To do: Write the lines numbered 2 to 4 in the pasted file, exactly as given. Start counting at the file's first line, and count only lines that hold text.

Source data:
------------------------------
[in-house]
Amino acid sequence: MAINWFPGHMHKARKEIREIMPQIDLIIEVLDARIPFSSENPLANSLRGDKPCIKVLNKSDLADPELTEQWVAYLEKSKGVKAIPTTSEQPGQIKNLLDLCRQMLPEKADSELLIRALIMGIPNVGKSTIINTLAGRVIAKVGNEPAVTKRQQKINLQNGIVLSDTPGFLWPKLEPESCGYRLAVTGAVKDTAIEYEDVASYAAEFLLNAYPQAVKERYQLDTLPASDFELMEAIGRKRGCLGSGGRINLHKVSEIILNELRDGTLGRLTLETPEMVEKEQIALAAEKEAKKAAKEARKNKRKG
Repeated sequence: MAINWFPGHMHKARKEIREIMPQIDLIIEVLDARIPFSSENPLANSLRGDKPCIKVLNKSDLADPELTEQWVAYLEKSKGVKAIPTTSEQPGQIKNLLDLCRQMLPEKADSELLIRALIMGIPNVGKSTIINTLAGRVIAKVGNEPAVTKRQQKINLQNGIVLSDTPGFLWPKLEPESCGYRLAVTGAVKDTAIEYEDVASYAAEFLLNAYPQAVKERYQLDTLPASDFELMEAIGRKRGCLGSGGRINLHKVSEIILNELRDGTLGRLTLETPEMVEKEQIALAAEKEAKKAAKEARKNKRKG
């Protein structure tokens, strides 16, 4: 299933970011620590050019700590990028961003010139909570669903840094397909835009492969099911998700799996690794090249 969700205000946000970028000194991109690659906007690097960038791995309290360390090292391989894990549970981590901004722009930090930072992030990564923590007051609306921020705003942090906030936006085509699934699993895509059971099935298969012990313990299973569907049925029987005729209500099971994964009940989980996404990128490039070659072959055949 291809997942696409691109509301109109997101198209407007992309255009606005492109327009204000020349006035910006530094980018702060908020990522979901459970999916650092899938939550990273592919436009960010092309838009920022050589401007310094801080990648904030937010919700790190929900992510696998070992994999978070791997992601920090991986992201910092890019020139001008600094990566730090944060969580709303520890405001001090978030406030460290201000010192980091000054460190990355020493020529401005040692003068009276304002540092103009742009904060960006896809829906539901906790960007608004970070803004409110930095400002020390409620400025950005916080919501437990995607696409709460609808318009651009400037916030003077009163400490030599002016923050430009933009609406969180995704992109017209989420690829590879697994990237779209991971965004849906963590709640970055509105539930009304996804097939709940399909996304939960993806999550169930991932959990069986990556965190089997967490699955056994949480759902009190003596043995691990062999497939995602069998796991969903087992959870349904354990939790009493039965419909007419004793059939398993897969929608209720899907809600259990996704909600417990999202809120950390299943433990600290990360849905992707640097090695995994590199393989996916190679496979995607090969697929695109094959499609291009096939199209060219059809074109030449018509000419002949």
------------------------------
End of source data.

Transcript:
Amino acid sequence: MAINWFPGHMHKARKEIREIMPQIDLIIEVLDARIPFSSENPLANSLRGDKPCIKVLNKSDLADPELTEQWVAYLEKSKGVKAIPTTSEQPGQIKNLLDLCRQMLPEKADSELLIRALIMGIPNVGKSTIINTLAGRVIAKVGNEPAVTKRQQKINLQNGIVLSDTPGFLWPKLEPESCGYRLAVTGAVKDTAIEYEDVASYAAEFLLNAYPQAVKERYQLDTLPASDFELMEAIGRKRGCLGSGGRINLHKVSEIILNELRDGTLGRLTLETPEMVEKEQIALAAEKEAKKAAKEARKNKRKG
Repeated sequence: MAINWFPGHMHKARKEIREIMPQIDLIIEVLDARIPFSSENPLANSLRGDKPCIKVLNKSDLADPELTEQWVAYLEKSKGVKAIPTTSEQPGQIKNLLDLCRQMLPEKADSELLIRALIMGIPNVGKSTIINTLAGRVIAKVGNEPAVTKRQQKINLQNGIVLSDTPGFLWPKLEPESCGYRLAVTGAVKDTAIEYEDVASYAAEFLLNAYPQAVKERYQLDTLPASDFELMEAIGRKRGCLGSGGRINLHKVSEIILNELRDGTLGRLTLETPEMVEKEQIALAAEKEAKKAAKEARKNKRKG
């Protein structure tokens, strides 16, 4: 299933970011620590050019700590990028961003010139909570669903840094397909835009492969099911998700799996690794090249 969700205000946000970028000194991109690659906007690097960038791995309290360390090292391989894990549970981590901004722009930090930072992030990564923590007051609306921020705003942090906030936006085509699934699993895509059971099935298969012990313990299973569907049925029987005729209500099971994964009940989980996404990128490039070659072959055949 291809997942696409691109509301109109997101198209407007992309255009606005492109327009204000020349006035910006530094980018702060908020990522979901459970999916650092899938939550990273592919436009960010092309838009920022050589401007310094801080990648904030937010919700790190929900992510696998070992994999978070791997992601920090991986992201910092890019020139001008600094990566730090944060969580709303520890405001001090978030406030460290201000010192980091000054460190990355020493020529401005040692003068009276304002540092103009742009904060960006896809829906539901906790960007608004970070803004409110930095400002020390409620400025950005916080919501437990995607696409709460609808318009651009400037916030003077009163400490030599002016923050430009933009609406969180995704992109017209989420690829590879697994990237779209991971965004849906963590709640970055509105539930009304996804097939709940399909996304939960993806999550169930991932959990069986990556965190089997967490699955056994949480759902009190003596043995691990062999497939995602069998796991969903087992959870349904354990939790009493039965419909007419004793059939398993897969929608209720899907809600259990996704909600417990999202809120950390299943433990600290990360849905992707640097090695995994590199393989996916190679496979995607090969697929695109094959499609291009096939199209060219059809074109030449018509000419002949």